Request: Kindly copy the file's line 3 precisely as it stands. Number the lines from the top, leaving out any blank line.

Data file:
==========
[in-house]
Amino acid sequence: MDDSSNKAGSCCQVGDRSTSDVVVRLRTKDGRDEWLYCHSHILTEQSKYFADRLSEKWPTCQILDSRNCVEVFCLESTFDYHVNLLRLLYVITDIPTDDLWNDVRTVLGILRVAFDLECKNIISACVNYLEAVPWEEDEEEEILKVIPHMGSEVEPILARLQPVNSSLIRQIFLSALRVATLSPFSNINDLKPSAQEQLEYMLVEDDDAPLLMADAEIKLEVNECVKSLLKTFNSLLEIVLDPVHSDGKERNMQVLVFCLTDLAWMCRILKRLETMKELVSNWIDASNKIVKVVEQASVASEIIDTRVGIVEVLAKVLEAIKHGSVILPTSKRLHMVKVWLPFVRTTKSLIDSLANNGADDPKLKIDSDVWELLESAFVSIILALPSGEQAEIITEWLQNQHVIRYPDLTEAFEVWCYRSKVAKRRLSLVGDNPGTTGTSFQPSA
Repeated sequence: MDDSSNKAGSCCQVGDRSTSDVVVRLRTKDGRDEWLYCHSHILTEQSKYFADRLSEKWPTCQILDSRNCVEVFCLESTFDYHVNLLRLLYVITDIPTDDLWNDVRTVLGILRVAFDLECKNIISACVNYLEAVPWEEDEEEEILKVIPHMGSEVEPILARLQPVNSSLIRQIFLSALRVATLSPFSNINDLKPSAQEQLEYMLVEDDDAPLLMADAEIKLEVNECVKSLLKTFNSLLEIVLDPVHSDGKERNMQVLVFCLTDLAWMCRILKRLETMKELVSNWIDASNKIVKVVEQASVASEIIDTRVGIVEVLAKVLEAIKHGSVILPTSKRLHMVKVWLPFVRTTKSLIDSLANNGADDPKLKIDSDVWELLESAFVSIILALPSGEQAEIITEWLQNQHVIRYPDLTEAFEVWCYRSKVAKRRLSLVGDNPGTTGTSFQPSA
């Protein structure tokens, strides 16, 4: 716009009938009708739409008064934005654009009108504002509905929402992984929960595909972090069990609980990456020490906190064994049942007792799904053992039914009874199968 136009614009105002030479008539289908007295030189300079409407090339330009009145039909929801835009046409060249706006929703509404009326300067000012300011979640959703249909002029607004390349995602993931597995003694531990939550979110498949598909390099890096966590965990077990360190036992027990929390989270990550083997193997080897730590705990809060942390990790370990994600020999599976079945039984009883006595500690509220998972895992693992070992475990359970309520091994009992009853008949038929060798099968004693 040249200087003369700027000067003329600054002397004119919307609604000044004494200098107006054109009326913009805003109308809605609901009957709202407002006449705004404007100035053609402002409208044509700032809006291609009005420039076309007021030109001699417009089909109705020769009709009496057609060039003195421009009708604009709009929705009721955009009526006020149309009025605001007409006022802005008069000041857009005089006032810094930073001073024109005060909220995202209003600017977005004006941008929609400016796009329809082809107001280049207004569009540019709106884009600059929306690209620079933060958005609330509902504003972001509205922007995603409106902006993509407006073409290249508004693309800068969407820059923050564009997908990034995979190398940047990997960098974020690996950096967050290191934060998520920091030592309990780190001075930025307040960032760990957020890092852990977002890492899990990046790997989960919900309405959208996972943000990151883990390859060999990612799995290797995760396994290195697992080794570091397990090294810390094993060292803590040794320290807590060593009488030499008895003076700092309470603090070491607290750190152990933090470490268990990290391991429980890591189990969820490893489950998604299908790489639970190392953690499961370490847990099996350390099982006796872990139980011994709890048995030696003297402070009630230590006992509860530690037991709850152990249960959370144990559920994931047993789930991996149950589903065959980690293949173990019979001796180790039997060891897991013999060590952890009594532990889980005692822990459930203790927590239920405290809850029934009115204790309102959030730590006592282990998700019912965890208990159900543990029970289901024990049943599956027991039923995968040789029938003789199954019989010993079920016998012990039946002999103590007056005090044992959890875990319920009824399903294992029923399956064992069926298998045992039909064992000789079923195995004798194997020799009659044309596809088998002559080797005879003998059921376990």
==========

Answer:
Repeated sequence: MDDSSNKAGSCCQVGDRSTSDVVVRLRTKDGRDEWLYCHSHILTEQSKYFADRLSEKWPTCQILDSRNCVEVFCLESTFDYHVNLLRLLYVITDIPTDDLWNDVRTVLGILRVAFDLECKNIISACVNYLEAVPWEEDEEEEILKVIPHMGSEVEPILARLQPVNSSLIRQIFLSALRVATLSPFSNINDLKPSAQEQLEYMLVEDDDAPLLMADAEIKLEVNECVKSLLKTFNSLLEIVLDPVHSDGKERNMQVLVFCLTDLAWMCRILKRLETMKELVSNWIDASNKIVKVVEQASVASEIIDTRVGIVEVLAKVLEAIKHGSVILPTSKRLHMVKVWLPFVRTTKSLIDSLANNGADDPKLKIDSDVWELLESAFVSIILALPSGEQAEIITEWLQNQHVIRYPDLTEAFEVWCYRSKVAKRRLSLVGDNPGTTGTSFQPSA